To the next winery, Casa de la Ermita… just a few kilometres down the road from Hacienda del Carche, in the El Carche region. On the road between mountains, casting your eyes up the valley of grapevines stretching up and around the mountainside, suddenly you see it – a long building, like a pretty hacienda flanked by balconies. Casa de la Ermita was founded in 1999, and has won many awards.
in the background, the mountain El Carche ominously rises up to 1371 metres, part of a protected natural park. They get snow here every year.
Casa de la Ermita plant experimental plots in conjunction with the university to study vines from other countries and climes, as the guide explained to us on the wander around the various facilities in the vineyard. The Monastrell vines are suited for this area, very hot summers and very little rainfall making the sweetness of the grapes very concentrated, a reflection on the wines they produce.
Casa de la Ermita were the first to cultivate organic wines in Murcia. We booked a wine tour and tapas, they had different cheeses and chorizos, much the same as the previous winery. My very first taste of organic wine – hmmm, a little different… and then … dessert wines, plus chocolate biscuits and white and milk chocolate to go with it; a nice touch. The dessert wines reminded us of Pineau de Charentes made in the Cognac region of France, though the Casa de la Ermita were much more delicious; more please.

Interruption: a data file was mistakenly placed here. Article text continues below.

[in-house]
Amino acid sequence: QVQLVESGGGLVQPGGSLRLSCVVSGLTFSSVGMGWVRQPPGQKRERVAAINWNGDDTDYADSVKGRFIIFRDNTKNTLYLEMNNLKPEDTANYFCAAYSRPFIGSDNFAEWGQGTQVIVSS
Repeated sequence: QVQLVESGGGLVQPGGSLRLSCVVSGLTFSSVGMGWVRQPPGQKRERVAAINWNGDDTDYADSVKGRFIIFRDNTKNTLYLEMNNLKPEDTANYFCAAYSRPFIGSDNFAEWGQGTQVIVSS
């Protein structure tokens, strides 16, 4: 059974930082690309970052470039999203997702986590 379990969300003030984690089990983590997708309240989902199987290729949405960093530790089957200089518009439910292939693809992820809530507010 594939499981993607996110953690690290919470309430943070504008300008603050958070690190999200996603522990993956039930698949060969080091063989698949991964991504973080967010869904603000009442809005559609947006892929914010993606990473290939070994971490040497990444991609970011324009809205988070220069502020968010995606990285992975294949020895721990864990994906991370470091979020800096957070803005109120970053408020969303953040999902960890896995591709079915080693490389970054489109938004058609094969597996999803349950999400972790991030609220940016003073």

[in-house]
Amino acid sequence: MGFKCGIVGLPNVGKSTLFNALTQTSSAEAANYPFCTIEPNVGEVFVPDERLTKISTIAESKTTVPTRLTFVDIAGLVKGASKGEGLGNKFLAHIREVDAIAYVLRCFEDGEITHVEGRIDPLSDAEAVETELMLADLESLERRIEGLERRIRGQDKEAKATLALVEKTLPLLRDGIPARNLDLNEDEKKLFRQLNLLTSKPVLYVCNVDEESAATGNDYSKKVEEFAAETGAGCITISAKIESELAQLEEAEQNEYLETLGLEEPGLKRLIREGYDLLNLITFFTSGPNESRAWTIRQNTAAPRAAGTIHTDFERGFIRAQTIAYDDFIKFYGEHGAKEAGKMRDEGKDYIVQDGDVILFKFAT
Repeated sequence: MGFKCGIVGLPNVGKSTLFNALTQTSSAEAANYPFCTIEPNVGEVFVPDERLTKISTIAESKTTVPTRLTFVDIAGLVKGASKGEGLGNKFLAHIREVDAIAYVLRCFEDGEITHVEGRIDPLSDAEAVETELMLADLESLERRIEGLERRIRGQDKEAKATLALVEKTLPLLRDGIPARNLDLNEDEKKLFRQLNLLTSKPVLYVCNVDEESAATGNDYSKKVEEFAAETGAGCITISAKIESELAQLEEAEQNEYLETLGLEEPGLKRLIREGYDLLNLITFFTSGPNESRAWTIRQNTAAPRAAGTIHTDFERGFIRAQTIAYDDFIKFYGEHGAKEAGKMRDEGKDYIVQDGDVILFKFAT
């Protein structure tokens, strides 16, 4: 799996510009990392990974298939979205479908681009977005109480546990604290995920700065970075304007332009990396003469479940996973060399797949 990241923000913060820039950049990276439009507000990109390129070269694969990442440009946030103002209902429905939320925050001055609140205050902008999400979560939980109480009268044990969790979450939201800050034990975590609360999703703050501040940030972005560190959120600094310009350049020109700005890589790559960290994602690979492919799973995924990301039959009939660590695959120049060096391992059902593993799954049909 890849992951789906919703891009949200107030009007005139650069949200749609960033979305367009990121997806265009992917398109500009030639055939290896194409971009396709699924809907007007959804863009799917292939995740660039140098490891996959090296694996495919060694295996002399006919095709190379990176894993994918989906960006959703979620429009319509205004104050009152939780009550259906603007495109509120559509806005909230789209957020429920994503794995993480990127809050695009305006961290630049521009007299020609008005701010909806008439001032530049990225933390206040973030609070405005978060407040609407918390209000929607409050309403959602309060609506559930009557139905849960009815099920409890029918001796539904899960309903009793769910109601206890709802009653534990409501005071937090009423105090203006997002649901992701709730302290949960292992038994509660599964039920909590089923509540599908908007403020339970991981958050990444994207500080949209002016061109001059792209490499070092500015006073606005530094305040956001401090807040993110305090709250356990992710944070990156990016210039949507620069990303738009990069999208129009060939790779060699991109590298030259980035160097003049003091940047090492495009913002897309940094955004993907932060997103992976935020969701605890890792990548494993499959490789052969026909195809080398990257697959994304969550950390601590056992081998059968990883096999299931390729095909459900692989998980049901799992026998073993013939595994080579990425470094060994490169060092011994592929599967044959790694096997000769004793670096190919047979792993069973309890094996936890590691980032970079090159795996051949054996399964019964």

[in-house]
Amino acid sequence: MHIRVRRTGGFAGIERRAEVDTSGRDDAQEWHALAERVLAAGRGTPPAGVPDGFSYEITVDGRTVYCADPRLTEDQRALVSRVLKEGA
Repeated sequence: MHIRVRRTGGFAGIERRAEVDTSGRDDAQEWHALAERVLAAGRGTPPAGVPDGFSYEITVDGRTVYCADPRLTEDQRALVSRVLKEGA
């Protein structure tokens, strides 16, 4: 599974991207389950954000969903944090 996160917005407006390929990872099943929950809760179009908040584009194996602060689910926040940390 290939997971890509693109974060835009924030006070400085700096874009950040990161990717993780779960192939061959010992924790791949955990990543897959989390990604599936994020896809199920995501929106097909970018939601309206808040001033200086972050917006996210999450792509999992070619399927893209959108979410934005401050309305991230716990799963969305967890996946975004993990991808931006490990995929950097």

To see more on this bodega, click the logo.
Then, to the next winery in the centre of Jumilla. The Bodegas Silvano Garcia is a very old, respected winery since its inception in 1925. An impressive ancient building, jostling cheek by jowl with new-builds on either side. Stepping over the big hose, pumping the red wines from one stainless-steel vat, to another, we entered a huge cavernous bodega. We didn’t have to book an appointment with the bodega for a specific guided tour etc, as we were running a bit behind time and we still had one more appointment – though, the management welcomed tasting and wine sales at their premises, from very early in the mornings till very late in the evenings.
Actually, it could have been a little dangerous as your were left to own devices re: pouring your own drinks... the selection of products were laid out on the table and they gave you each a wine glass. "Go for it, kids... let me know if you want some info or maybe purchase a bottle or five." I wish all shopping experiences were like this... freebies galore and you only annoy the assistant if you actually want to buy something. Dreams like this are free, and plentiful, and sadly only (so far) a reality at Silvano Garcia. We tasted the wines on offer, sparingly.
Silvano Garcia has lots of other products for sale, some with artesanato (artisan) labels; mermelades (jams) made of Monastrell grapes, cakes, specialty biscuits, cheeses, novelty items, … wines from other producers and bodegas besides their own range of wines – all in all a very good range of products on offer.
The tenacity, devotion and moving forwards with the times, plus innovation that is putting bodega Silvano Garcia in good stead for the future.